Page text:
We invite applications for 7 PhD positions within the framework of the new Research Unit *Sociality and the reversal of the fecundity/longevity trade-off* (FOR 2281) funded by the German Research Foundation (DFG)
Why do organisms age? The genetic underpinnings of ageing seem to be highly conserved from nematode worms to humans. Across animals, ageing is characterized by a trade-off between fecundity and longevity, with an increase in fecundity commonly associated with accelerated senescence and a drop in lifespan. A major exception to this pattern is found within the social insects. Some social insect queens are record holders with respect to longevity whereas their sterile workers are short-lived.
The aim of the Research Unit (www.so-long.org) is to explore, in a highly integrative and interdisciplinary fashion, the ultimate and proximate reasons for the apparent reversal in the fecundity/longevity trade-off associated with sociality by using all major clades of social insects, with Drosophila melanogaster as model non-social organism.
Projects will apply a broad range of approaches from experimental manipulation, field-based studies and molecular genetic studies (e.g. qt RT PCR, NGS) to theoretical evolutionary modelling and bioinformatic analyses. Beyond the project work, PhD candidates will attend and learn in workshops, can organize summer schools, have the opportunity to participate in lab rotations and to attend international conferences.
PhD positions will be available on the following topics:
Comparative analysis of molecular mechanisms of ageing in flies and social insects (Dr. Claudia Fricke, University of Münster;email@example.com)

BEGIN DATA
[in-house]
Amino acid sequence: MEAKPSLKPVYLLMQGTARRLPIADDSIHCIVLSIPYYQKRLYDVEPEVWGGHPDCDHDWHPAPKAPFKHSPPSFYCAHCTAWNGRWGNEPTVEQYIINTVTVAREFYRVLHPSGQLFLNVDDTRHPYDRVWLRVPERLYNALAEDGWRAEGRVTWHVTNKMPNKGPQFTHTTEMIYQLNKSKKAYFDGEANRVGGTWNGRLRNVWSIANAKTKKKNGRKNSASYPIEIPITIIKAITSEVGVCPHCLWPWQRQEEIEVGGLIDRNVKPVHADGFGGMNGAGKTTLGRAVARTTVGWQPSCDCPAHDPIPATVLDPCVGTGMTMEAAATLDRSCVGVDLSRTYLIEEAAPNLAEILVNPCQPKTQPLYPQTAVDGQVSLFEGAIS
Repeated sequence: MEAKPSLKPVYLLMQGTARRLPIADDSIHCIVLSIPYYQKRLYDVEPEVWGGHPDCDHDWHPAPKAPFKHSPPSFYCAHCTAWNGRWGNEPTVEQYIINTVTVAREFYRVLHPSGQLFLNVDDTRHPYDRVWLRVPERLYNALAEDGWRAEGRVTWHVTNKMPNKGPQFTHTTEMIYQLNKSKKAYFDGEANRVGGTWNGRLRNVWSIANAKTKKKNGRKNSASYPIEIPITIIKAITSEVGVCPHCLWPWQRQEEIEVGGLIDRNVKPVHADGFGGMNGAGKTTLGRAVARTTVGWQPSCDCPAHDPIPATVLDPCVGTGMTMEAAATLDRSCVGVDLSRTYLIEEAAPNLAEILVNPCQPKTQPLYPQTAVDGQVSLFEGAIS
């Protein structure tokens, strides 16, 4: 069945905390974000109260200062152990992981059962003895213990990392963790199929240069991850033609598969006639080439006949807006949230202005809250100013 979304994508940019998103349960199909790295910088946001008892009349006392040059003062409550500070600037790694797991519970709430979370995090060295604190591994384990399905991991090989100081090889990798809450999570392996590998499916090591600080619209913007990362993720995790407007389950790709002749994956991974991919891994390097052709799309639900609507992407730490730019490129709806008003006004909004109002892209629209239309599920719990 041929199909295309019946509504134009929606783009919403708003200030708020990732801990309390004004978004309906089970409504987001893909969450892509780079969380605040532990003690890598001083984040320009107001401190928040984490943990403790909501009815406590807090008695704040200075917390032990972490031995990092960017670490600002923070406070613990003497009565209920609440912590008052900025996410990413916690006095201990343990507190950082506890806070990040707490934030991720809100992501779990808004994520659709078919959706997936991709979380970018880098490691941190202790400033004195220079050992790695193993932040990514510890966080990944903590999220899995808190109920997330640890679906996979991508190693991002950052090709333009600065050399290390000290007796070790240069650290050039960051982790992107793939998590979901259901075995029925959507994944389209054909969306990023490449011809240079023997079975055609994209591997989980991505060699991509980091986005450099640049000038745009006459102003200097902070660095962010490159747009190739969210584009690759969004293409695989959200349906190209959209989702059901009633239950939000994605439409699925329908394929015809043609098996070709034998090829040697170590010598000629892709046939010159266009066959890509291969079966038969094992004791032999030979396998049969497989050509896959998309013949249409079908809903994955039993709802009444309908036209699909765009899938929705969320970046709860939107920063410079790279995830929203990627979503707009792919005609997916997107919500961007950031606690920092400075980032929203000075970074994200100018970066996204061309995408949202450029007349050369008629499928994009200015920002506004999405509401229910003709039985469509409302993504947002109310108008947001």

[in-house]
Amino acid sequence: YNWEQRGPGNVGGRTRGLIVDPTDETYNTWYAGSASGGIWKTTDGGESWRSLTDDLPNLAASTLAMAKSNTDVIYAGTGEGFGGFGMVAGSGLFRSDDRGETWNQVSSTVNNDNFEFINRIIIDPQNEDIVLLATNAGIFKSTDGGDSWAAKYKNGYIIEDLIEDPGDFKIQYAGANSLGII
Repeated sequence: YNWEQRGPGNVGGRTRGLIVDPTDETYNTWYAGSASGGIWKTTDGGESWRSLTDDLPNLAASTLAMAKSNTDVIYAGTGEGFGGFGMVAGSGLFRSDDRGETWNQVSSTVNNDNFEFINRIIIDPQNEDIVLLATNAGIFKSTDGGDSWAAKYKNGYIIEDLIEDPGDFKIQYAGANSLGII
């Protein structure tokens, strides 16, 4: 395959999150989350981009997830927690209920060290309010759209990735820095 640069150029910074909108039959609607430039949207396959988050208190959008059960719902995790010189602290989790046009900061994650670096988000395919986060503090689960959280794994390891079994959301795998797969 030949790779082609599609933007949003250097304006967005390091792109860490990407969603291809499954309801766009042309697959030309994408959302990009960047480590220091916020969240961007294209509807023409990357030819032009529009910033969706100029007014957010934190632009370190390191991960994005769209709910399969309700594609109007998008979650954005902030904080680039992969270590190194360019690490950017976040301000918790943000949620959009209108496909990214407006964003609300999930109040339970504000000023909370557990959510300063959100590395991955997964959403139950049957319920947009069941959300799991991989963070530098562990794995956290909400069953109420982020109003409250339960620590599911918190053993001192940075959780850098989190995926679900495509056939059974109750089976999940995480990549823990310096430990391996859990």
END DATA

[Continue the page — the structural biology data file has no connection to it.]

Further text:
- Defying senescence – The causes of death and the costs of living of ant queens (PD Dr. Jan Oettler / Prof Dr. Jürgen Heinze, University of
A comparative approach to the fecundity/longevity trade-off across two origins of eusociality in the bees (Prof. Dr. Robert Paxton, University of Halle / Dr. Karen Meusemann, University of Freiburg; firstname.lastname@example.org;
Functional basis of the fecundity – longevity reversal in the ant Temnothorax rugatulus (Prof. Dr. Susanne Foitzik, University of Mainz /
Dr. Barbara Feldmeyer, Senckenberg BiK-F Frankfurt;
Uncovering the functional basis of the reversal of the fecundity/longevity trade-off in a termite (Prof. Dr. Judith Korb,
University of Freiburg; email@example.com)
Reversal of the fecundity / longevity trade-off across social transitions in ants (Dr. Volker Nehring, University of Freiburg / Prof.
Dr. Susanne Foitzik, University of Mainz, / Dr. Romain Libbrecht,
University of Mainz; firstname.lastname@example.org,
Why and how does sociality change the fecundity / longevity trade-off in termites? (Prof. Dr. Judith Korb, University of Freiburg / Prof. Dr. Ido
Pen, University of Groningen; email@example.com,
All applicants should have a strong background in evolutionary biology and, depending on the project, also skills in bioinformatics (e.g. scripting) or field work. For further details of specific projects, email the relevant contact person listed above. Within your application, please state your preferred project, in ranked order from 1 (most
preferred) to 3. The research consortium will jointly select candidates for the positions. Skype/phone interviews are scheduled for the last week of July and 1st week of August.
Start of Position is anticipated to be 1. Oct 2018 with a kick-off meeting from the 3.- 5. Sept 2018
Interested candidates should send their applications (incl. CV, a letter of motivation, and contact details of two academic references) as single file pdf by 8. July 2018 to:
For further information please contact:
Prof. Dr. Judith Korb
Zoology : Evolutionary Biology & Ecology
University of Freiburg
Deadline for applications: 8. July 2018